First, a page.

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Year : 2015  |  Volume : 8  |  Issue : 1  |  Page : 3-13

Fertility preservation in female cancer patients: An overview

Department of Reproductive Medicine, Nova IVI Fertilit, New Delhi, India

Date of Submission29-Jan-2015
Date of Decision06-Feb-2015
Date of Acceptance29-Jan-2015
Date of Web Publication13-Mar-2015

Correspondence Address:
Nalini Mahajan
Department of Reproductive Medicine, Nova IVI Fertility, B 2/1A Safdarjang Enclave, Africa Avenue, New Delhi - 110 029
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Source of Support: None, Conflict of Interest: None

DOI: 10.4103/0974-1208.153119

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Fertility preservation is becoming increasingly important to improve the quality of life in cancer survivors. Despite guidelines suggesting that discussion of fertility preservation should be done prior to starting cancer therapies, there is a lack of implementation in this area. A number of techniques are available for fertility preservation, and they can be used individually or together in the same patient to maximize efficiency. Oocyte and embryo cryopreservation are now established techniques but have their limitations. Ovarian tissue cryopreservation though considered experimental at present, has a wider clinical application and the advantage of keeping the fertility window open for a longer time. Both chemotherapy and radiotherapy have a major impact on reproductive potential and fertility preservation procedures should be carried out prior to these treatments. The need for fertility preservation has to be weighed against morbidity and mortality associated with cancer. There is thus a need for a multidisciplinary collaboration between oncologists and reproductive specialists to improve awareness and availability.

Keywords: Cancer, counseling, cryopreservation, fertility preservation

How to cite this article:
Mahajan N. Fertility preservation in female cancer patients: An overview. J Hum Reprod Sci 2015;8:3-13

How to cite this URL:
Mahajan N. Fertility preservation in female cancer patients: An overview. J Hum Reprod Sci [serial online] 2015 [cited 2022 Jun 26];8:3-13. Available from:

   Introduction Top

The National Cancer Registry of India suggests that the annual number of patients who develop cancer in India is set to rise from about 9.79 lakhs in 2010 to 11.4 lakhs in 2020. [1] More than 140,000 cancer patients are diagnosed in their reproductive years that is, up to age of 45 years and childhood cancer too seems to be increasing. It is believed that in 2010, every 250 th adult will be a survivor of childhood cancer. [2] Approximately, 40-80% of females face possible infertility as a result of their cancer treatments that is, chemotherapy, radiation, and surgery.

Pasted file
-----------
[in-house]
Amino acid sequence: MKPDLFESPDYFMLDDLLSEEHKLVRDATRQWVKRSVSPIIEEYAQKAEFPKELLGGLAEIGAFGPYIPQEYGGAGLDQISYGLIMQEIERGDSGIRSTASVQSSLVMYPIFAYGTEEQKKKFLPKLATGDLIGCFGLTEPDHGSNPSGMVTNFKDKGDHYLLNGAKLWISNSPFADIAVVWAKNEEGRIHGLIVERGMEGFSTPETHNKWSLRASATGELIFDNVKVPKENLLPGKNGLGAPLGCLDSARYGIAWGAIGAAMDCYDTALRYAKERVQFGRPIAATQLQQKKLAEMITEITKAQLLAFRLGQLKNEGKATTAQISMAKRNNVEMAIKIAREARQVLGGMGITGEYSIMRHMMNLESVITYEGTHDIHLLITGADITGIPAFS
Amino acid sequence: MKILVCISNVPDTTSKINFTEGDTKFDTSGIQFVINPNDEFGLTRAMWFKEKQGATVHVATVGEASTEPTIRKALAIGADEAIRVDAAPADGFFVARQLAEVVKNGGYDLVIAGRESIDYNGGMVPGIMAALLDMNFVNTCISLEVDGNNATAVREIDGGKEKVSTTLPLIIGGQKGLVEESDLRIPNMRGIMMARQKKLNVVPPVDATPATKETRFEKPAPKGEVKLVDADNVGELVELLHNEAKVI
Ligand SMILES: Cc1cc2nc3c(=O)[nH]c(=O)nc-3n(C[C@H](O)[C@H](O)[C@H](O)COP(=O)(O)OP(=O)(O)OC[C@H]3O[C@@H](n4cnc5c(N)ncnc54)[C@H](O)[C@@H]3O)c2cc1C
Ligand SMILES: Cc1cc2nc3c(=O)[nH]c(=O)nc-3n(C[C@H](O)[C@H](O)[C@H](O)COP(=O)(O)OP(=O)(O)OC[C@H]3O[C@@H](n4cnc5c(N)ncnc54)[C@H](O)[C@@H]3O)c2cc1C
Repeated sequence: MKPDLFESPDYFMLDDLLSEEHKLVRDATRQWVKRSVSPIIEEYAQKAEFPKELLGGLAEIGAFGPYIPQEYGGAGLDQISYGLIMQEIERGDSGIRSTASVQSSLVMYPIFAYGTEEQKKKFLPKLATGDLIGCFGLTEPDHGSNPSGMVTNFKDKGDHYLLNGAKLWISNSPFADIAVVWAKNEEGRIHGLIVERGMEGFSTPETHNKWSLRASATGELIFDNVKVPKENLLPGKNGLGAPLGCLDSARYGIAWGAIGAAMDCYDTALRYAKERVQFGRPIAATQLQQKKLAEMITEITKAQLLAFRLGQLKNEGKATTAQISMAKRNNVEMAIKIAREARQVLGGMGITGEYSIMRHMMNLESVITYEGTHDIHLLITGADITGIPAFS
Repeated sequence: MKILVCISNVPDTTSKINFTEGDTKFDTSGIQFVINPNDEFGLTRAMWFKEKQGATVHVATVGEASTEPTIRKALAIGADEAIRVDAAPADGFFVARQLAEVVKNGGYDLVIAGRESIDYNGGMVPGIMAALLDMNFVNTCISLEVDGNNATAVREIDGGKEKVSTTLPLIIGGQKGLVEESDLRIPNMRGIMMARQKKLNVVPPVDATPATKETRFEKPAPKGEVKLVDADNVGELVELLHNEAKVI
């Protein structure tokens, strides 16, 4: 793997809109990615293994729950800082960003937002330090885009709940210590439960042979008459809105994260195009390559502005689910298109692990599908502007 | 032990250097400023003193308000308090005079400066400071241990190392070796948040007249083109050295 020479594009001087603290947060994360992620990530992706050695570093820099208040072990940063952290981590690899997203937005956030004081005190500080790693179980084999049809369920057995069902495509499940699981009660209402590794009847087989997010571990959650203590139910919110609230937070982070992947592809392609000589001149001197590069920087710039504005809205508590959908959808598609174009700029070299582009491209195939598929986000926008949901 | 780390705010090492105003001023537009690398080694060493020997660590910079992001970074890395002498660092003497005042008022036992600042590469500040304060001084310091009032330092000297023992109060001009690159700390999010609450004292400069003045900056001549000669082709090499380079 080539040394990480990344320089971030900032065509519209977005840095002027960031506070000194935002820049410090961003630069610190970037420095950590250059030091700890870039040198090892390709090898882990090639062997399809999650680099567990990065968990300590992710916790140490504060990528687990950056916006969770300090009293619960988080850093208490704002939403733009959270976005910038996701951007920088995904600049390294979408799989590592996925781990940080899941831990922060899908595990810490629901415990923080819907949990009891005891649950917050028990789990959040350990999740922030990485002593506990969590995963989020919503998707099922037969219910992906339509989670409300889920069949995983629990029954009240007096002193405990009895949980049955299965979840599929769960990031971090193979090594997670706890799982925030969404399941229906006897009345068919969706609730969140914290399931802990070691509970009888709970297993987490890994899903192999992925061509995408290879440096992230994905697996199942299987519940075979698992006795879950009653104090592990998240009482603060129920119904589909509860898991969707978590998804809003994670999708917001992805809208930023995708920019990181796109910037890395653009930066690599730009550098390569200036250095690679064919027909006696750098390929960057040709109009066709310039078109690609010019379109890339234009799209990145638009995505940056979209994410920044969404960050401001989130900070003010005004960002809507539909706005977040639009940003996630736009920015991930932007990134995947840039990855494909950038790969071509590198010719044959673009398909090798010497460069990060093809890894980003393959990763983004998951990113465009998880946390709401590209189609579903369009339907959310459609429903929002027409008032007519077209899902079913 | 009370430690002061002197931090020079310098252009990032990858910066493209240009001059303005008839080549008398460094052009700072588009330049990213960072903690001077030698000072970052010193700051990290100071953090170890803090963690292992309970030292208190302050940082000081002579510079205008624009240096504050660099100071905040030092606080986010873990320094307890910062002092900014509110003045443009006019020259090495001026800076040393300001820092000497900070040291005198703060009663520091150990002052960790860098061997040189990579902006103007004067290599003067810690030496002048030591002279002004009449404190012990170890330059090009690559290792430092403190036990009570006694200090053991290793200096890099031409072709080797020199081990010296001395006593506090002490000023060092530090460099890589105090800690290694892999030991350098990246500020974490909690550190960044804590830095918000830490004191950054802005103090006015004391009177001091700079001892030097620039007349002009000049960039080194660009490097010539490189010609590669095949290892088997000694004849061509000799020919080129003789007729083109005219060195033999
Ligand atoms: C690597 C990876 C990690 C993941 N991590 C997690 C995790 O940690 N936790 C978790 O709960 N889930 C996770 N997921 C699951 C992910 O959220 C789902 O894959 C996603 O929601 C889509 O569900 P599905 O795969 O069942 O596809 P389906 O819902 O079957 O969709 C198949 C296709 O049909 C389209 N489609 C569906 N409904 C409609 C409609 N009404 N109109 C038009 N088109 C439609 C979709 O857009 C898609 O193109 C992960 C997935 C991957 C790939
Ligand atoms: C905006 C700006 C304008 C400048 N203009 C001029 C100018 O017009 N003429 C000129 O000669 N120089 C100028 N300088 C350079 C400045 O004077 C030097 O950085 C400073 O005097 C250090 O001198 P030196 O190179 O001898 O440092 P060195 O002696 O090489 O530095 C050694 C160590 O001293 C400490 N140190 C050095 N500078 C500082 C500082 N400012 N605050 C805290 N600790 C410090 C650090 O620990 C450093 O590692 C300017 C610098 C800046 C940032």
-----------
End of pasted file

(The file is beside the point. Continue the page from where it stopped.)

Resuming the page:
Fertility preservation in essence means preserving the ability of an individual or couple to start a family at a time of their choosing. Oncofertility is a term coined for fertility preservation in cancer patients. Improvement in cancer management and increasing survival rates has created a need for oncofertility. Current data suggest that for most tumors posttreatment pregnancy does not increase the risk of cancer progression or obstetric or neonatal outcome. [3] The emphasis therefore has moved from providing life to providing quality of life.

This article gives an overview of the various fertility preservation options available in women and the recommendations of the International Society for Fertility Preservation and the American Society for Reproductive Medicine (ASRM) with regard to fertility preservation in different malignancies and providing fertility preservation services respectively.

   Reproductive counseling Top

Unfortunately, fertility preservation services are rarely offered or even discussed with the patient before starting cancer therapy. Studies have shown that infertility is a significant survival concern. Patients who received information regarding their sexual and reproductive health had lower levels of psychological distress than patients who did not receive this information. Informed decision reduces reproductive regret in these young men and women. [4]

In 2006, the American Society of Clinical Oncology first published recommendations on fertility preservation stating that "as part of education and informed consent before cancer therapy, oncologists should address the possibility of infertility with patients treated during their reproductive years and be prepared to discuss possible fertility preservation options or refer patients to reproductive specialists." [5] The ASRM practice committee recommends that mental health professionals and genetic counselors be available to counsel the patient and aid them in decision-making. Genetic counselors are required to discuss any potential risks of transmission of the disease to the resulting offspring and available genetic testing in heritable diseases. [6]

   Cancer therapy and fertility Top

Chemotherapy and radiotherapy remain the mainstay of cancer treatments. Both can be damaging to the ovary depending on the agent used, dose given, and age of the patient.


Chemotherapeutic drugs act by interrupting vital cell processes and arresting the normal cellular proliferation cycle, no wonder then that they have such a damaging effect on the germ cells. They cause DNA abnormalities as well as oxidative damage in somatic and germ cells. Persistent unrepaired DNA double-strand breaks activate apoptotic death in oocytes. [7] Genetic effects on the oocyte result in aneuploidy and early embryonic mortality. [8]

Ovarian effects

The clinical impact of chemotherapeutic drugs on the ovary is variable ranging from no effect to complete ovarian atrophy. The degree of damage is dependent upon the type of the chemotherapeutic agent used, dose given, age of the patient and her baseline ovarian reserve. The prepubertal ovary is less susceptible to damage by chemotherapeutic agents while older women have a lower ovarian reserve and hence are more susceptible to premature ovarian failure (POF). [9]